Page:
If You’ve Run Out of Options, Just Hang Up

Society seems to have created a world modeled on efficiency. At least that’s what we’ve convinced ourselves. We have gadgets and widgets for any task we care to generate for ourselves, and multitasking has become more than a skill to cultivate: it’s now a way of life. But what happens when, in our quest for ever-increasing productivity, we back ourselves into a non-communicative, inefficient corner?

Nowhere is this blunder more evident than in any automated call directory. You know the ones: “For billing, press one. For reservations, press two. For requesting the return of the last few minutes of your life, hang up and try your call again.”

In creating these menus, we think we’ve done something clever. We’ve strengthened our bottom line by having a machine do the work of a human, a model of efficiency, right? But somewhere along the way we seem to have gotten lazy. Or maybe our attention is simply stretched in too many directions. Whatever the case, there comes the inevitable phone call during which the option we are seeking is not available on the menu. We get countless levels into the menu before we realize that there is never going to be another person on the end of the line. At that point, though, this information seems to matter very little considering we are generally having trouble remembering what we called about in the first place.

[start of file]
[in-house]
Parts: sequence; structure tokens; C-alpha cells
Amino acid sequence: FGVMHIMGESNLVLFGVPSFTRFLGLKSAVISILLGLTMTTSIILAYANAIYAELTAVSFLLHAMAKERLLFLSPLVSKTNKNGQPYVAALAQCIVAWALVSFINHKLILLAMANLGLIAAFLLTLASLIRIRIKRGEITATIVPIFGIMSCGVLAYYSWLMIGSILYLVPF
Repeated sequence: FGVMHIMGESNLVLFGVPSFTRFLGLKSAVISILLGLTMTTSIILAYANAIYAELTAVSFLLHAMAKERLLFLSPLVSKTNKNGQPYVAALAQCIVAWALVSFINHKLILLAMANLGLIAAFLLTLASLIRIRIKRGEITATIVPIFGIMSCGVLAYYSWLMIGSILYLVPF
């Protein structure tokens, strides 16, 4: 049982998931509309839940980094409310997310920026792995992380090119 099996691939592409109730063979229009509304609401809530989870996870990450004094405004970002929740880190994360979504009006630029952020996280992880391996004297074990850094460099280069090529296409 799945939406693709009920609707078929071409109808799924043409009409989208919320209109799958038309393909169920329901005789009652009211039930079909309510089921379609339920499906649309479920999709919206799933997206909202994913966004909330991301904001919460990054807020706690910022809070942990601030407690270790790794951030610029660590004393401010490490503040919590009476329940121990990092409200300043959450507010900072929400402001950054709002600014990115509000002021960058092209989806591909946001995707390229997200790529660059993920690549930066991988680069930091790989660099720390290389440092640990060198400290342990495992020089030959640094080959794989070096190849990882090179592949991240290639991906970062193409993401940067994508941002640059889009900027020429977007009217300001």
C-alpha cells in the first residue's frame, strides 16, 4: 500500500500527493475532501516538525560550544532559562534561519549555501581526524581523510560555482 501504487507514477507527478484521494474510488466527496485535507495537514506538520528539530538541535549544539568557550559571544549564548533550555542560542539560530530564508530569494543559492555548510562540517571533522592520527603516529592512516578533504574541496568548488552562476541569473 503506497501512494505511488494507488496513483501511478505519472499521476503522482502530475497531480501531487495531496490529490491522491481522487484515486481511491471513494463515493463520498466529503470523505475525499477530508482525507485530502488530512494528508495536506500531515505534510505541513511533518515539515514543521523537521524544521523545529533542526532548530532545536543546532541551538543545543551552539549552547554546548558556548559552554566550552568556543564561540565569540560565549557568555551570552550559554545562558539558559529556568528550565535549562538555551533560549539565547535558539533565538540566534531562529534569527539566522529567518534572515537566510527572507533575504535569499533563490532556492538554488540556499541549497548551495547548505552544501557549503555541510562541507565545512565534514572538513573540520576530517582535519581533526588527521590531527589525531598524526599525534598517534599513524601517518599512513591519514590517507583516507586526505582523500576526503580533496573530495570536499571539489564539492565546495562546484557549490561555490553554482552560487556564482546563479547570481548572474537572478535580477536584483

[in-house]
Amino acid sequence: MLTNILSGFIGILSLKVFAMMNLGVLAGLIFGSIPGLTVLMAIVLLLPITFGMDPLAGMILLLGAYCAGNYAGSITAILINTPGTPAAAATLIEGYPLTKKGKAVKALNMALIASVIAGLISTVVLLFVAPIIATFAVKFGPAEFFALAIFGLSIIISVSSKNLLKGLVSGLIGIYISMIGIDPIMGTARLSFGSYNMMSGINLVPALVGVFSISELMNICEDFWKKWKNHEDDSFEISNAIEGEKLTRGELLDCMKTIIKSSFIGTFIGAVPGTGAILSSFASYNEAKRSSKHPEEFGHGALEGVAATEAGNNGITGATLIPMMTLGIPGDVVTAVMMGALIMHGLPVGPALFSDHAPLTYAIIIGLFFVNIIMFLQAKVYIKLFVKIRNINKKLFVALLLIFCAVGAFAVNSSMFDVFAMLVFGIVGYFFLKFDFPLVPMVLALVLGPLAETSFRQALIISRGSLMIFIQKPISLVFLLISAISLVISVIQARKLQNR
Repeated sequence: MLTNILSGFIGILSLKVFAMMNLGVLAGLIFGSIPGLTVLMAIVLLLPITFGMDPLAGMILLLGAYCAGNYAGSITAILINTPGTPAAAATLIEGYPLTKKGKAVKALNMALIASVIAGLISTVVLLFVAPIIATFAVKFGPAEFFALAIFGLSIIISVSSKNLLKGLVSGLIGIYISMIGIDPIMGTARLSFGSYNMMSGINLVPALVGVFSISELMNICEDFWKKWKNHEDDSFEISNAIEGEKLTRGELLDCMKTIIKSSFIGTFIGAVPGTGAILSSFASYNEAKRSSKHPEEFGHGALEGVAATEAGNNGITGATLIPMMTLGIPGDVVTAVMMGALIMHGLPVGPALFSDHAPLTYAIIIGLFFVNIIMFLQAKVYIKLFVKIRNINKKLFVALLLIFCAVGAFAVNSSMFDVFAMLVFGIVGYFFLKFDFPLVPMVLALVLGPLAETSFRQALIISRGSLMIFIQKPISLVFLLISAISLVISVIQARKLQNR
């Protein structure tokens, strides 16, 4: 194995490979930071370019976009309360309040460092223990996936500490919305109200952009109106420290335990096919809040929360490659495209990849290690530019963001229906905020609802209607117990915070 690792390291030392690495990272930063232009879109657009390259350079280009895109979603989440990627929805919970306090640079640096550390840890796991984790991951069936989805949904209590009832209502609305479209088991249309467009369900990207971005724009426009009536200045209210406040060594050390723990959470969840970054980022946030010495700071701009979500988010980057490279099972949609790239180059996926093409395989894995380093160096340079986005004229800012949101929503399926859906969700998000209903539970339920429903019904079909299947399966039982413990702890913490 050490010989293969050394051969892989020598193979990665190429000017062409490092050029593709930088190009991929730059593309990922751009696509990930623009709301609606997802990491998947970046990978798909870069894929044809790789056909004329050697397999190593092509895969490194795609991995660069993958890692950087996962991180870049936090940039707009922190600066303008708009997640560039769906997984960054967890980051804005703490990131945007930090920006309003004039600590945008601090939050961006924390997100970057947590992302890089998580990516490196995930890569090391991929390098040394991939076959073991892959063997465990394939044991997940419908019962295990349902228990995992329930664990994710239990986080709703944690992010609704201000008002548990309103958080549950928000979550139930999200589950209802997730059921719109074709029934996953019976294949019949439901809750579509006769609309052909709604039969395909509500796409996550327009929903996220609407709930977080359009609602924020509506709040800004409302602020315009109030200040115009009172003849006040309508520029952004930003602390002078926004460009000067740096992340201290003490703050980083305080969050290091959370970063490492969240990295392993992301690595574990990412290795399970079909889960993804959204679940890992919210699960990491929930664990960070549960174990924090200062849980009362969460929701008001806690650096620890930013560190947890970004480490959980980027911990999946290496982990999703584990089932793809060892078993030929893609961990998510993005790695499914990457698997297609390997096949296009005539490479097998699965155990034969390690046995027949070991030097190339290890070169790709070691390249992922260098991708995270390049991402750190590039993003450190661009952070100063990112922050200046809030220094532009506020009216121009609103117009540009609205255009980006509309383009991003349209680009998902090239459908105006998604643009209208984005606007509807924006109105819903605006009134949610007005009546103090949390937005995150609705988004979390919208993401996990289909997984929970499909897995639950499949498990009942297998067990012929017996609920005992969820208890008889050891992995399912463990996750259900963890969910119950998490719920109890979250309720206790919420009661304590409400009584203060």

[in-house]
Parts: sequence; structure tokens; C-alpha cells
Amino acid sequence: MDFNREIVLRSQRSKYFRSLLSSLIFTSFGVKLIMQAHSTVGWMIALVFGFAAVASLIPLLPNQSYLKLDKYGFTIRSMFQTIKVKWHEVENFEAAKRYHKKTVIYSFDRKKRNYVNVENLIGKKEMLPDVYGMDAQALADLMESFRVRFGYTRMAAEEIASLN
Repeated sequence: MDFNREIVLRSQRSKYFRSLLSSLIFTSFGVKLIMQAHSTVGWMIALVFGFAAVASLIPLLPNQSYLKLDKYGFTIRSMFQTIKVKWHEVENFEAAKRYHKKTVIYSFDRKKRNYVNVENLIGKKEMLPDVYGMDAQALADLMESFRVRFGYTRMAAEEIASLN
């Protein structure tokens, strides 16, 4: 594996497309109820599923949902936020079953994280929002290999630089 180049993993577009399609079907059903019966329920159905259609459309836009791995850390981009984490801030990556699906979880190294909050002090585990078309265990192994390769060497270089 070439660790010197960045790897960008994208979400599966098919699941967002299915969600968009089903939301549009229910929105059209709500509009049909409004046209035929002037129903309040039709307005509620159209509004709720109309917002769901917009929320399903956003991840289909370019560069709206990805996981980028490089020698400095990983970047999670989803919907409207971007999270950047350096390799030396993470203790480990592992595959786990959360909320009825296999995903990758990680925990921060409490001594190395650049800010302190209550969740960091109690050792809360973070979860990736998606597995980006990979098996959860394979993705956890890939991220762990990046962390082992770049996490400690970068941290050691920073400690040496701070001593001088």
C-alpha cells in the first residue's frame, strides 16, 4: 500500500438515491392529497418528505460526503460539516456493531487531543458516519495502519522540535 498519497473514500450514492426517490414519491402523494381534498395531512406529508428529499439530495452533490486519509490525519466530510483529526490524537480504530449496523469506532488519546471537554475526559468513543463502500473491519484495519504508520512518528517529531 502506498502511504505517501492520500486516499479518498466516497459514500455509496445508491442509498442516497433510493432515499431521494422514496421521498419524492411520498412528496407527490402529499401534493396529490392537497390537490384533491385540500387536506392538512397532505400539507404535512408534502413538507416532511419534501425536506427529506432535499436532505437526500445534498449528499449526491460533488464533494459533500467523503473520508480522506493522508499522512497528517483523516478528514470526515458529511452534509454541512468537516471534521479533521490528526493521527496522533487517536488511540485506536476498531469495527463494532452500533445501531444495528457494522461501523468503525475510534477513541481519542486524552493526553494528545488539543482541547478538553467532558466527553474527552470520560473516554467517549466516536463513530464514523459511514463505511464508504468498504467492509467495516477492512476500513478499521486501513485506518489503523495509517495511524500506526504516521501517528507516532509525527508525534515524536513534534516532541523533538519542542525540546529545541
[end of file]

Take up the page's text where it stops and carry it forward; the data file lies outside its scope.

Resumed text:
I can’t help wondering how many dollars have been lost, how many bad decisions have been made, how many arguments have ensued after one of these failed attempts at navigating the spiral that is the automated menu. What is to be gained from this experience? Who is to benefit from it? Is it the disenfranchised operator? Is it us as consumers? Have we found a genuine application of the concept of efficiency here, or have we only alienated ourselves from the very resources that allow this type of so-called efficiency to exist?


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